Alfaxan® as an Anaesthetic Agent for Total Intravenous Anaesthesia (TIVA): A Clinical Trial in Dogs in Urban and Remote Rural Settings
World Small Animal Veterinary Association World Congress Proceedings, 2007
E.M. Tudor1; L.A. White2; B. O'Hagan3; T. Whittem3
1University of Melbourne; 2Frankston Heights Veterinary Clinic; 3Jurox Pty Ltd, Rutherford, Australia

The anaesthetic induction agent Alfaxan® has not previously been evaluated for induction and maintenance of anaesthesia by constant infusion (TIVA).

This study was designed to evaluate the efficacy and safety of Alfaxan® in a TIVA protocol in dogs.

Two cohorts of dogs were enrolled. The first was dogs being surgically desexed in a field setting in a remote aboriginal community. Following premedication with a premixed acepromazine, atropine and buprenorphine solution, anaesthesia was induced with Alfaxan, 2mg/kg administered intravenously over 60 seconds, and maintained by intravenous infusion using a syringe pump at a target rate of 7mg/kg. Dogs were intubated and spontaneously ventilated ambient air.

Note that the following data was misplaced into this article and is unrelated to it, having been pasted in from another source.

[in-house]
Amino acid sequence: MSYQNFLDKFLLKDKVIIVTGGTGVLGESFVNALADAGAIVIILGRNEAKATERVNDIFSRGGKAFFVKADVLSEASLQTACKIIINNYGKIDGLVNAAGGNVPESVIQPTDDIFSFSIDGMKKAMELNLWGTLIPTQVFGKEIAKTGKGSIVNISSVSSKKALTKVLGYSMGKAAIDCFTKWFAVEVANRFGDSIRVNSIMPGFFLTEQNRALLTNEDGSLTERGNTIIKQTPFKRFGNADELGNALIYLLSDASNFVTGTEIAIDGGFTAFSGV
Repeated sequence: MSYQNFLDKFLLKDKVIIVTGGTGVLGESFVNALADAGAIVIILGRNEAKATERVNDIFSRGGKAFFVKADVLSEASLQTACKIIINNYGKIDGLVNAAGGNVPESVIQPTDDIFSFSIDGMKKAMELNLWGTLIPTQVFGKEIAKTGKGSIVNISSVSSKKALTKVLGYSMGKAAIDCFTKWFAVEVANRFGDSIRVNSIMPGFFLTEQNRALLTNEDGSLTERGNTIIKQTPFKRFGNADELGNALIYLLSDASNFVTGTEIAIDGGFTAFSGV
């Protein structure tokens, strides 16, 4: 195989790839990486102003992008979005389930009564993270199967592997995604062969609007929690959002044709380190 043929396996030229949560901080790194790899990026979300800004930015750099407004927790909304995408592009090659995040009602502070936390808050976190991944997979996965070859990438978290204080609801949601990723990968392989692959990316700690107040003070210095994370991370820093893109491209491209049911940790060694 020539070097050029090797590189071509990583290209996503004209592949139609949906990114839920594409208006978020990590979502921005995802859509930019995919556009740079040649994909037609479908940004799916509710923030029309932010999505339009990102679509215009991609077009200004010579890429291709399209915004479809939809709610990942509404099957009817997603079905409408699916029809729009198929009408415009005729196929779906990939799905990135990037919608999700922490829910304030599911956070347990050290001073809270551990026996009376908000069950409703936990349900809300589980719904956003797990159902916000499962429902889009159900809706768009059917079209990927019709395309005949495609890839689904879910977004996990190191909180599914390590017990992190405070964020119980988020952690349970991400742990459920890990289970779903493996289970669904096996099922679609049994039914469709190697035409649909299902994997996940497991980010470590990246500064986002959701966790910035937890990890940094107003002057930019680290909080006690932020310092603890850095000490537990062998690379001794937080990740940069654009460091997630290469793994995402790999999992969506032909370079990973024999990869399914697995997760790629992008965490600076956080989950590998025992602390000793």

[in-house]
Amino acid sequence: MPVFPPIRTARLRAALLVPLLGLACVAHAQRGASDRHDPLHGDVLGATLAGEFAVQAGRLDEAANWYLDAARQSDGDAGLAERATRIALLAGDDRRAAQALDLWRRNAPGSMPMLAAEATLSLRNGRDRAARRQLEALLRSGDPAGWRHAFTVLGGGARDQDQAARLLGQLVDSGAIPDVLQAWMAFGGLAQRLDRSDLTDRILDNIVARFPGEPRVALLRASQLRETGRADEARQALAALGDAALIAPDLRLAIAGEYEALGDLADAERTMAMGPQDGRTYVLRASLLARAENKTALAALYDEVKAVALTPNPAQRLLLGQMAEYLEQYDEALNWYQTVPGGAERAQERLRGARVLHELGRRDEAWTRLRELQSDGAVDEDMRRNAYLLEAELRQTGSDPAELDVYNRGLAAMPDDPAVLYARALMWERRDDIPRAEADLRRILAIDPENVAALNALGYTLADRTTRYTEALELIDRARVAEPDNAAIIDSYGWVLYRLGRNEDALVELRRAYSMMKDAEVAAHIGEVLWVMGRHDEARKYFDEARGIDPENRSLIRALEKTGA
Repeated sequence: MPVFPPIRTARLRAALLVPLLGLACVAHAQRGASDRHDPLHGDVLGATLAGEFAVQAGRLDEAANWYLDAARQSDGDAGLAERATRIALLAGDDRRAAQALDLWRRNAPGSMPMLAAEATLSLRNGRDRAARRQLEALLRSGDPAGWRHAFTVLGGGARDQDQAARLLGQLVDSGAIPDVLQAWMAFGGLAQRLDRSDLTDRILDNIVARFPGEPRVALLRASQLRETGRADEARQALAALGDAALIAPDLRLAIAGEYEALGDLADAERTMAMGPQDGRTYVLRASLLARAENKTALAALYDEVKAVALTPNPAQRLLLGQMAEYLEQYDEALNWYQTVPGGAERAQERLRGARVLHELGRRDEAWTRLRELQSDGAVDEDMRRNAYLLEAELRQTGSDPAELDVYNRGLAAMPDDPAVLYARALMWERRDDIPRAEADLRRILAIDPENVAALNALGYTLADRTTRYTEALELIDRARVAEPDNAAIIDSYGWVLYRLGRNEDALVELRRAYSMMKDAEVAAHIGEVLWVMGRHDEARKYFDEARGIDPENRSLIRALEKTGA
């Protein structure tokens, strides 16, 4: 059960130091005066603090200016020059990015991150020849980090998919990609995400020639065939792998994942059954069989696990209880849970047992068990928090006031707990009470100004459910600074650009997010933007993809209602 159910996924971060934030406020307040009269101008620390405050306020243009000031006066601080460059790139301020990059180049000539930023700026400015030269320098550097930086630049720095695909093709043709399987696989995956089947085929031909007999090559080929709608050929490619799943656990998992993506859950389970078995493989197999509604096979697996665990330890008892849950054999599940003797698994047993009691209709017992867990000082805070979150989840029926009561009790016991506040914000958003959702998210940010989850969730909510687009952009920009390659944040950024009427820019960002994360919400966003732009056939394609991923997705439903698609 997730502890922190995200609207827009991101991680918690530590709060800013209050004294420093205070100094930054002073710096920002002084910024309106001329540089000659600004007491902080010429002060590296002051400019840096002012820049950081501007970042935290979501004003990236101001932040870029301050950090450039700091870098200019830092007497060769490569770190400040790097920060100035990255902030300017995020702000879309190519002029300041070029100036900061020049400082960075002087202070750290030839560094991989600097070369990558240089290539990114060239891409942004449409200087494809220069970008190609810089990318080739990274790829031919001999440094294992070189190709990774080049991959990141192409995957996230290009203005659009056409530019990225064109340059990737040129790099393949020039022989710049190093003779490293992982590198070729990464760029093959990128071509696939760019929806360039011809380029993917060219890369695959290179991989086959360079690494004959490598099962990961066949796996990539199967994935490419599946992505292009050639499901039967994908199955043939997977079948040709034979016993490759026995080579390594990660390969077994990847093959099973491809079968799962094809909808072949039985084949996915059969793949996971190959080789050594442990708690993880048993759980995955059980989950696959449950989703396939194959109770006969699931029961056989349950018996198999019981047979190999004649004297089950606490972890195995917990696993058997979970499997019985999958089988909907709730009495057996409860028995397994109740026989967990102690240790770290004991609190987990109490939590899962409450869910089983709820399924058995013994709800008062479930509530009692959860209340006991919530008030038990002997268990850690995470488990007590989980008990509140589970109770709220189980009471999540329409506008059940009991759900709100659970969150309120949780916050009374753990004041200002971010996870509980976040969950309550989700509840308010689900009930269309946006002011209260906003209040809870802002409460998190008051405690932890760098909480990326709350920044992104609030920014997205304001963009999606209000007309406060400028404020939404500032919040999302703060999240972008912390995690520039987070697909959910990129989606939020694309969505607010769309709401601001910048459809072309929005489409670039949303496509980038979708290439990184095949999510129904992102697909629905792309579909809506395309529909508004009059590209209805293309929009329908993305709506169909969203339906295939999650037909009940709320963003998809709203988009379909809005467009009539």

The second was enrolled at a suburban veterinary practice. Following similar premedication, the same Alfaxan TIVA protocol was used. Dogs were intubated, connected to an anaesthetic circuit and spontaneously ventilated 100% oxygen.

Induction, Anaesthetic Effectiveness and Recovery Scores were allocated using a previously described scoring system. ETCO2 (mmHg), SpO2 (%), heart rate, and respiratory rate were monitored throughout.

Average Induction, Anaesthetic Effectiveness and Recovery Scores were similar in both cohorts, with values correlating to acceptable for induction (3) and effectiveness (2.7) and good for recovery (3.2).

Physiological parameters were maintained within an acceptable range in all but two dogs in the suburban cohort, where apnoea and hypercapnia sufficient to warrant short periods of mechanical ventilation occurred.

Whilst supplemental oxygen should always be available, the findings suggest that an Alfaxan TIVA protocol provided acceptable cardiovascular, blood gas and respiratory parameters in dogs regardless of whether supplemental oxygen was administered.

Speaker Information
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Elizabeth Tudor
Veterinary Pharmacology Department of Pharmacology, University of Melbourne
Victoria, Australia

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